America Has Been Touched to The Heart by the Divine Mercy Revealed in Our Lady of Guadalupe
Homily of Cardinal Marc Ouellet
Opening Mass for the International Congress on Ecclesia in America
St. Peter's Basilica

Cardinal Oullet
December 10, 2012

Dear friends, let us welcome this promise of God that resonates in the heart of Advent and already fills us with hope and joy. We welcome it joyfully in the faith of Peter and of Mary, at the center of Catholicity, while bringing here the intentions of America and its response to the appeal of Blessed Pope John Paul II:

On the threshold of the third Christian millennium and at a time when many walls and ideological barriers have fallen, the Church feels absolutely duty-bound to bring into still deeper spiritual union the peoples who compose this great continent and also, prompted by the religious mission which is proper to the Church, to stir among these peoples a spirit of solidarity.[1]

Motivated by this prophetic vision of Blessed John Paul II and engaged in its realization, we are gathered here, bishops, priests, religious and laity to take stock of the implementation of the Post-Synodal Apostolic Exhortation Ecclesia in America. I am very happy to greet you all and to thank you warmly for having accepted the invitation of the Pontifical Commission for Latin America, supported generously by the Knights of Columbus, and spending a few days of this Advent 2012 looking for a deeper communion and solidarity among our particular Churches in America.

The Synod of 1999 marked a milestone in reconciliation and effective collaboration between our dioceses of North America and South America. We are pleased to give thanks to God here at St. Peter's in Rome and invoke the Holy Spirit together with Our Lady of Guadalupe and Saint Juan Diego on another stage of new evangelization of the great continent that is home to more than half of the world's Catholics.

The Word of God for this second Sunday of Advent throws light on the spirit and attitudes that should stimulate us in these days of reflection and hope. Let us listen to the prophet Baruch:

Rise up, Jerusalem! Stand upon the heights; look to the east and see your children gathered from east to west at the word of the Holy One, rejoicing that they are remembered by God (Bar 5:5).

The Word of God who unites us is Christ the Lord, the Desired of the nations. It is He who rises from the East as the rising sun, He whom America met and embraced 500 years ago, thanks to the maternal tenderness of Mary who deigned to manifest herself to Juan Diego with the Indian features of Our ​​Lady of Guadalupe. Touched to the heart by the divine mercy revealed in these features, from that moment on, America marches forward in the hope of the God who comes in Christ, in the midst of the hopes and challenges of the present time.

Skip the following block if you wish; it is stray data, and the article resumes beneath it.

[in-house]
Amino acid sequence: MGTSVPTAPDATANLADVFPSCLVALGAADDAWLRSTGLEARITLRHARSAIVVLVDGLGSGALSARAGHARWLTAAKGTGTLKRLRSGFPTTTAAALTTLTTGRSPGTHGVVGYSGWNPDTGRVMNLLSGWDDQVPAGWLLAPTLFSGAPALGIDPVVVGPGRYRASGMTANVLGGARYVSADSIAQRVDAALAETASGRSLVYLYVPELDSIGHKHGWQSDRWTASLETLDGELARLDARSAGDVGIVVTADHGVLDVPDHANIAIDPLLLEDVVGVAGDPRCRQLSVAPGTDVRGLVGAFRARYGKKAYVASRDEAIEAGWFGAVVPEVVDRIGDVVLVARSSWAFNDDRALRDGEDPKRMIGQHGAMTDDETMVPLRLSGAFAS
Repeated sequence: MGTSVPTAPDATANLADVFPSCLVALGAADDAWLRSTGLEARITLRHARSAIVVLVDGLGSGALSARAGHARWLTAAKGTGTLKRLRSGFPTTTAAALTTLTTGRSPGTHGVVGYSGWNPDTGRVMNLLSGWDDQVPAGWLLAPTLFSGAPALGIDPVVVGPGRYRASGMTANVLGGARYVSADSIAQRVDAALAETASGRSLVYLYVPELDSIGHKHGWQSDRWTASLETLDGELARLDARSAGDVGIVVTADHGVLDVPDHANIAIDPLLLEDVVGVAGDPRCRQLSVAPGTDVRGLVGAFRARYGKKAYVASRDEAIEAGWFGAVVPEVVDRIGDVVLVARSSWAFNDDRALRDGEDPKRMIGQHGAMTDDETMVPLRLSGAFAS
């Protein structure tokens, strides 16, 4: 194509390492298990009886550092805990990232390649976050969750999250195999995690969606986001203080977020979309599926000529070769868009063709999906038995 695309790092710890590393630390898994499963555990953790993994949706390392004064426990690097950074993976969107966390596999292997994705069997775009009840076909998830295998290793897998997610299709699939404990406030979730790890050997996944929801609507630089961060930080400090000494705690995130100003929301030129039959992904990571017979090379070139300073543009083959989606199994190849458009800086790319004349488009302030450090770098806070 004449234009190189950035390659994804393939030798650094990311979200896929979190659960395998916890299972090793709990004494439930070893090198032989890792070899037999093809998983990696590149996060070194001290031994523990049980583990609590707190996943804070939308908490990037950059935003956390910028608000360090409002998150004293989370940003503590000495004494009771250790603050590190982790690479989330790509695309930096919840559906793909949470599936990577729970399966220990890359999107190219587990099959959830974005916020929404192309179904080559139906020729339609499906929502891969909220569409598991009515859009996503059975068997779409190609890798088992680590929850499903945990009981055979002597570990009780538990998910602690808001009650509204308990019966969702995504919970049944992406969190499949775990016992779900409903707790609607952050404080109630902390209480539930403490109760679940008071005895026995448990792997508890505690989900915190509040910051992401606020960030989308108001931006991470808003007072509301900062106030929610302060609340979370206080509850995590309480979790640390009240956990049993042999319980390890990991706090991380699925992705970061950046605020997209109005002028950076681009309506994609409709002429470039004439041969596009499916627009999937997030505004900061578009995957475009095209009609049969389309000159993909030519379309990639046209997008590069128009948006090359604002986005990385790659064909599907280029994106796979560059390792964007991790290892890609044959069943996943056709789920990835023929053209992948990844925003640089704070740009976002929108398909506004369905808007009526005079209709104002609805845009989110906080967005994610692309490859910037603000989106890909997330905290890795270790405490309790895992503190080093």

For God has commanded that every lofty mountain and the age-old hills be made low, that the valleys be filled to make level ground, that Israel may advance securely in the glory of God (Bar 5:7).

God decided to save his people and to lead them along smoothed paths toward the glory of his Kingdom. This is why Christ pitched his tent in America, especially among the poor, and He has established his home of glory among those who share his love. His great arms extended on the heights of the Cubilete (Leon, Mexico) and the Corcovado (Rio de Janeiro, Brazil) beckon us to remain faithful to the courage of the missionaries, to the perseverance of the saints and to the blood of martyrs who have made ​​America a sacred land.

Let us rejoice in His divine heart by welcoming in our turn the message of John the Baptist: “Prepare the way of the Lord, make straight his paths. Every valley shall be filled and every mountain and hill shall be made low” (Lk 3:4-5). The Church in America needs to hear again the call of the Synod of 1999, which has been revitalized for the universal Church by the recent Synod on the new evangelization, a call to conversion, communion and solidarity. There has never been a living Church without a permanent conversion of its members to the Gospel of Jesus Christ; there cannot be a living Church without a deep and frequent communion to the Body of Christ, the gushing and crystalline source of its unity; there will not be a radiant and missionary Church in America without a solidarity that is more concrete and creative between the North and the South of the continent.